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Hundreds march against anti-LGBT violence

D.C. police chief, four Council members join demonstration

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Silent March, hate crimes, Columbia Heights, gay news, Washington Blade
gay news, gay politics dc, Muriel Bowser, Jim Graham, Jeffrey Richardson

Mayor's Office LGBT liaison Jeffrey Richardson, and council members Muriel Bowser and Jim Graham join D.C. residents in calling for an end to anti-LGBT violence. (Washington Blade photo by Michael Key)

As many as 700 people turned out for a march through the streets of Washington, D.C., Tuesday night to take a stand against anti-LGBT violence following separate attacks against two gay men and a transgender woman during a two-day period earlier this month.

Friends of one of the two gay male victims, who organized the march, said they were astonished over the outpouring of support that emerged from the LGBT community and city officials, including D.C. Police Chief Cathy Lanier and four members of the City Council.

“It was a Facebook event and I expected maybe 15 to 50 people to show up,” said Patrick Pressman, one of the lead organizers. “And then from there it just exploded,” he said. “It got to where it was today, when it was estimated that about 700 people were going to attend.”

Pressman said he is a friend of a 29-year-old gay man who was robbed and badly beaten on March 12 by assailants who called him anti-gay names at Georgia Avenue and Irving Street, N.W.

The march started outside the International House of Pancakes restaurant at 14th and Irving streets, N.W., in Columbia Heights, where a 31-year-old gay man was shot about 6 a.m. Sunday, March 11, in what police say was an altercation with two men who called him anti-gay names.

Lanier, who spoke to the marchers as they gathered outside the IHOP restaurant, said she expects an arrest in the case soon, saying she is “very pleased” with the progress of the investigation.

“We have everybody working on this and I think everybody’s committed,” she said. “We kind of take it personally when people in our community are targeted.”

SEE DOZENS OF PICTURES FROM THE MARCH IN THE WASHINGTON BLADE PHOTO GALLERY HERE.

Police said the victim of the IHOP shooting was fortunate to have received a non-life threatening gunshot wound. His cousin, who was with him at the time of the shooting, said the victim was expected to be released from the hospital this week after being treated for a punctured liver.

Gay D.C. Council member Jim Graham (D-Ward 1), who participated in the march, said he was especially concerned that two of the incidents took place in his ward. He said the large showing of support for the march demonstrates that the community is outraged over anti-LGBT violence.

From the IHOP, the march traveled east on Irving Street to Georgia Avenue, the site where the 29-year-old gay man was attacked and beaten about 9:30 p.m. on March 12.

Police said the transgender woman was attacked and knocked unconscious about 11:45 that same night at the intersection of West Virginia Avenue and Mt. Olivet Road, N.E. People who know the victim said she reported later that she was not robbed and thought the attack was motivated by anti-transgender bias.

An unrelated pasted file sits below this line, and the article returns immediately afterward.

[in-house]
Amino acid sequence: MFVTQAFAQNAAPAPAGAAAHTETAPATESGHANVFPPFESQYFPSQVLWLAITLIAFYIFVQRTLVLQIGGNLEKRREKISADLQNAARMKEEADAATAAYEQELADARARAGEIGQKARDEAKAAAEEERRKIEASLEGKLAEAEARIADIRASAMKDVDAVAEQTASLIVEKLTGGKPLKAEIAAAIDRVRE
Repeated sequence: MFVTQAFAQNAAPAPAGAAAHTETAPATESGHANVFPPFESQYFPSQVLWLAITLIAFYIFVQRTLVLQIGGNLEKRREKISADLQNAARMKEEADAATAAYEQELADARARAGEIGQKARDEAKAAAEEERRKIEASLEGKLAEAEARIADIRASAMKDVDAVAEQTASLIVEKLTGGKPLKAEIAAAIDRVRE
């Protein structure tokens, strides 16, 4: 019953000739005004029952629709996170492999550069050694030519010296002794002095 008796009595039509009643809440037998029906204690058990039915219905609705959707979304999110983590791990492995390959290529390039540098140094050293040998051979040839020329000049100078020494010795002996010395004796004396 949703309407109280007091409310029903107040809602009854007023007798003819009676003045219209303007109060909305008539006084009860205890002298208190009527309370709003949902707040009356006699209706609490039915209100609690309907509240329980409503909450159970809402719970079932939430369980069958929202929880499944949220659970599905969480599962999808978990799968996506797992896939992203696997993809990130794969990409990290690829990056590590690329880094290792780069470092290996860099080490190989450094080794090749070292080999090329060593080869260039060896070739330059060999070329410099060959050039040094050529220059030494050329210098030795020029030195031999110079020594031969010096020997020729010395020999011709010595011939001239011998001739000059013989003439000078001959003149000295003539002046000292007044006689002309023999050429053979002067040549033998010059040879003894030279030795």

But police say, unlike the other two incidents, they have not listed the case as a hate crime because they don’t have sufficient evidence for such a classification. Assistant D.C. Police Chief Peter Newsham told a meeting of the Gertrude Stein Democratic Club Monday night that investigators were looking for witnesses who might have heard whether the attackers hurled anti-trans names at the victim.

Silent march, gay news, gay politics dc

Hundreds of marchers joined the hastily assembled march organized after a recent spate of anti-gay violence in the nation's capital. (Washington Blade photo by Michael Key)

Newsham said investigators believe the three incidents were unrelated, with the attacks carried out by different groups of perpetrators.

The march paused when it reached the site where the 29-year-old gay man was attacked at Georgia Avenue and Irving Street.

“I want to say that this walk should never have to happen again in our city,” said D.C. Council Chair Kwame Brown (D-At-Large). “We have to do more. We must do more,” he said. “And for those who know about this horrific situation that took place, I’m begging you to come forth. Give us information … to bring these folks to justice.”

Brown was referring to reports by police that many people were on the street in the vicinity of the attack at the time it occurred.

Council members Michael Brown (D-At-large) and Muriel Bowser (D-Ward 4) also participated in the march, saying they were in solidarity with the LGBT community in seeking ways to curtail hate violence against all city residents.

Also participating in the march was Jeffrey Richardson, director of Mayor Vincent Gray’s Office of LGBT Affairs, and Gustavo Velasquez, director of the D.C. Office of Human Rights. Richardson spoke at the gathering outside the IHOP restaurant.

Among those speaking at the Georgia Avenue and Irving Street site was A.J. Singletary, president of the D.C. group Gays and Lesbian Opposing Violence (GLOV). Singletary said he learned from the 29-year-old gay victim’s partner that the victim had been released from the hospital Tuesday, the day of the march.

“His jaw was shattered in two places,” said Singletary. “After two surgeries he now has permanent titanium plates holding his lower jaw together. In addition, his jaw is wired shut for the next four to six weeks.”

A.J. Singletary, Kwame Brown, Jim Graham, Michael Brown, gay news, gay politics dc